It has been a decade since the historic crash-and-burn of Las Vegas and its most important industries. The Great Recession stomped into America’s most popular playground in 2008 and shattered the Las Vegas dream into tiny pieces.
Check out our H2 hedge fund letters here.
Third Point's Dan Loeb discusses their new positions in a letter to investor reviewed by ValueWalk. Stay tuned for more coverage. Loeb notes some new purchases as follows: Third Point’s investment in Grab is an excellent example of our ability to “lifecycle invest” by being a thought and financial partner from growth capital stages to Read More
The city’s housing market quickly became one of the biggest catastrophes of the real estate bubble burst, thousands of jobs were cut, visitor numbers tumbled down, and ambitious construction projects were halted in hopes for better times to come.
Several years later and some 7,300 miles westwards, Macau, which had previously emerged as the world’s largest casino gambling hub in terms of casino revenue generated, became one of the main targets of a massive anti-corruption campaign led by Chinese President Xi Jinping.
The unprecedented crackdown on illicit flow of money to and from Mainland China and on widespread corruption across the political and business spectra of the country quickly took its toll on the small enclave, which was and still is the only Chinese territory where casino gambling is legal. Macau saw a quick and dramatic drop in gross gaming revenue as a result from the massive withdrawal of VIP players from its casinos.
While the Great Recession showed Las Vegas that all its leading industries were the first to be hit in cases of serious economic shocks, the anti-graft campaign of President Xi made Macau realize just how heavy its reliance on wealthy Chinese casino players was.
The past two years have been of critical importance to both Las Vegas and Macau. After several years of struggles to stabilize their casino industries and hopefully bring their key performance indicators at least close to pre-recession and pre-corruption crackdown levels, latest figures from their local regulators show that recovery may be on the way.
Casino News Daily has compiled a detailed report on the state of Las Vegas and Macau’s casino industries, based on information released by the Nevada Gaming Control Board and the Macau Gaming Inspection and Coordination Bureau and on trends that have occurred in each of the two cities’ gaming industries over the past several years. The report is accompanied by an infographic to provide context through illustration.
The infographic shows that Macau was well ahead of Las Vegas in terms of annual gross gaming revenue even back in 2007, when the latter city recorded its all-time high GGR. Here it is important to note that the report and the accompanying infographic contains revenue information about the casinos located in Downtown Las Vegas and the Las Vegas Strip, and does not include information about other casinos spread across Clark County.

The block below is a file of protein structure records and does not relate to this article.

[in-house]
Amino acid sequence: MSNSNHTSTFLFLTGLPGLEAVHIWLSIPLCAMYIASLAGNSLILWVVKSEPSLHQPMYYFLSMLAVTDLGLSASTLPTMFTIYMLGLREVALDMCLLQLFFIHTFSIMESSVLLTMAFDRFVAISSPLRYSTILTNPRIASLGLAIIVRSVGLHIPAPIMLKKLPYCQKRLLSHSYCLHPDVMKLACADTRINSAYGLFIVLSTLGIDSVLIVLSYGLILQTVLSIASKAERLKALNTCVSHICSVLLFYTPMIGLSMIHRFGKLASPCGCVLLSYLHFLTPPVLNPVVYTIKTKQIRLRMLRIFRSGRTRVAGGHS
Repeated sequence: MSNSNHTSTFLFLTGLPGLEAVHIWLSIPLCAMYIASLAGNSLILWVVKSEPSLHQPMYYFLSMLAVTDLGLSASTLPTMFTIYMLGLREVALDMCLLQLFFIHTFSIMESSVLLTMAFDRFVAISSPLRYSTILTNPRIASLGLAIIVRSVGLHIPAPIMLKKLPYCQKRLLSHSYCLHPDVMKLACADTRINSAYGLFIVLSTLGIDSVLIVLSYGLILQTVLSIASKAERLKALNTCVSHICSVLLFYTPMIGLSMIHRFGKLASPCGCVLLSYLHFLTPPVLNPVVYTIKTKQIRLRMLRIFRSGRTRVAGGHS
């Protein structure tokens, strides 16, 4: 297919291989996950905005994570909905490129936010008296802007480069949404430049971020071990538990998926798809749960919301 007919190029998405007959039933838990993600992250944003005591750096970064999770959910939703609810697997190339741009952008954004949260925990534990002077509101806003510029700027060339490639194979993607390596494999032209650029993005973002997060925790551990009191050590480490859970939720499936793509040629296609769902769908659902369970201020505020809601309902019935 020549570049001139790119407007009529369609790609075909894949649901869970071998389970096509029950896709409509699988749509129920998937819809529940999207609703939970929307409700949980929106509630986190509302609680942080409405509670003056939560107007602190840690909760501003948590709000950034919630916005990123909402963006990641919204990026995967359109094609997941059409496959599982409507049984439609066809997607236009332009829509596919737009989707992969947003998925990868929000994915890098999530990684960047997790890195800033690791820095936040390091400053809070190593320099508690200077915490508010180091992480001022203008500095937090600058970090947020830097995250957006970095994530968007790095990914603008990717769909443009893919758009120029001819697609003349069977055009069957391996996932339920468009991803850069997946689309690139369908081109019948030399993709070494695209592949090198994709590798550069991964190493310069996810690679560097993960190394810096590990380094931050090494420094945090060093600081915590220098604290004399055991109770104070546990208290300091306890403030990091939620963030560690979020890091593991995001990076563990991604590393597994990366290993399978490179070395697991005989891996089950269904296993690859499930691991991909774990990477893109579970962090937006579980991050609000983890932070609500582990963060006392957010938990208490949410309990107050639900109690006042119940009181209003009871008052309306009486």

Information obtained from the gambling regulators of the two cities showed that they have been targeting different customer groups. As mentioned above, Macau is heavily dependent on VIP players who prefer table games to any other form of gambling offered at casinos. On the other hand, Las Vegas generates a bigger portion of its revenue from slot machines.
It is also important to note that while slot machine revenue accounts only for a fraction of Macau’s annual gross gambling revenue, in Las Vegas the percentage of slot machine revenue accounts for 51% and table games proceeds represent 49% of the total gaming revenue.
Another important thing to take into account is the fact that Macau’s annual visits numbers are significantly lower when compared to the number of visits in Las Vegas. However, while a great portion of all Las Vegas visitors are flocking to the city’s non-gambling facilities, the average Macau visitor is a high roller casino player who is mostly interested in the city’s gambling offering.
Diversification, expansion, and renovation are the three approaches that both Las Vegas and Macau believe would help them to recover from their individual struggles and hopefully avoid any similar experiences in future. The next few years will be of critical importance to both cities as they will show whether Las Vegas and Macau have learnt the lessons of the past or are still failing to uncling from the things that had previously crashed their gaming industries.